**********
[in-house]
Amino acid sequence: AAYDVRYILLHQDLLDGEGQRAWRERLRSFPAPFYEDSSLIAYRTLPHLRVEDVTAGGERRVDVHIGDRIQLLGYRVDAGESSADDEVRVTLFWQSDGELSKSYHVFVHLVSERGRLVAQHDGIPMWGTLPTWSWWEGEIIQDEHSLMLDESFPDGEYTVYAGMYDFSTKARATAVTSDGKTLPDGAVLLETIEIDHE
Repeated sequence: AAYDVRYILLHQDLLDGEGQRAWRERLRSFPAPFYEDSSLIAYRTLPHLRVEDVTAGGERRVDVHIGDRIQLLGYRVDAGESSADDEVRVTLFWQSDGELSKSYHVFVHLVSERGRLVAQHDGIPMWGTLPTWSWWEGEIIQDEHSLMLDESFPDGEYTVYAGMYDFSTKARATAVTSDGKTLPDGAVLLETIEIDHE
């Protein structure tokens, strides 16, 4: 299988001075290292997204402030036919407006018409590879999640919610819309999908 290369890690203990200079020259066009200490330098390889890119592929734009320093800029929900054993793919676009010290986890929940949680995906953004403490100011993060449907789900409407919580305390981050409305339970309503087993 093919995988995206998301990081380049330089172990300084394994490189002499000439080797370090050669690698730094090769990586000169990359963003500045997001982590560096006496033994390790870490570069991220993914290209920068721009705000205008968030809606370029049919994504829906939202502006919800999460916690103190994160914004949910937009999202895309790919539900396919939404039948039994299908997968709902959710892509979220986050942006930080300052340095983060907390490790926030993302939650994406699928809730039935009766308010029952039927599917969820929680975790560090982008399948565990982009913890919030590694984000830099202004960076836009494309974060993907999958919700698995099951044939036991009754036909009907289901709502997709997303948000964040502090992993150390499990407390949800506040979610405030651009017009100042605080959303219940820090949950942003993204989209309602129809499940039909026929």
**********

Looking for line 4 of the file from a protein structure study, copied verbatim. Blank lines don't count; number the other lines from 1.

């Protein structure tokens, strides 16, 4: 299988001075290292997204402030036919407006018409590879999640919610819309999908 290369890690203990200079020259066009200490330098390889890119592929734009320093800029929900054993793919676009010290986890929940949680995906953004403490100011993060449907789900409407919580305390981050409305339970309503087993 093919995988995206998301990081380049330089172990300084394994490189002499000439080797370090050669690698730094090769990586000169990359963003500045997001982590560096006496033994390790870490570069991220993914290209920068721009705000205008968030809606370029049919994504829906939202502006919800999460916690103190994160914004949910937009999202895309790919539900396919939404039948039994299908997968709902959710892509979220986050942006930080300052340095983060907390490790926030993302939650994406699928809730039935009766308010029952039927599917969820929680975790560090982008399948565990982009913890919030590694984000830099202004960076836009494309974060993907999958919700698995099951044939036991009754036909009907289901709502997709997303948000964040502090992993150390499990407390949800506040979610405030651009017009100042605080959303219940820090949950942003993204989209309602129809499940039909026929």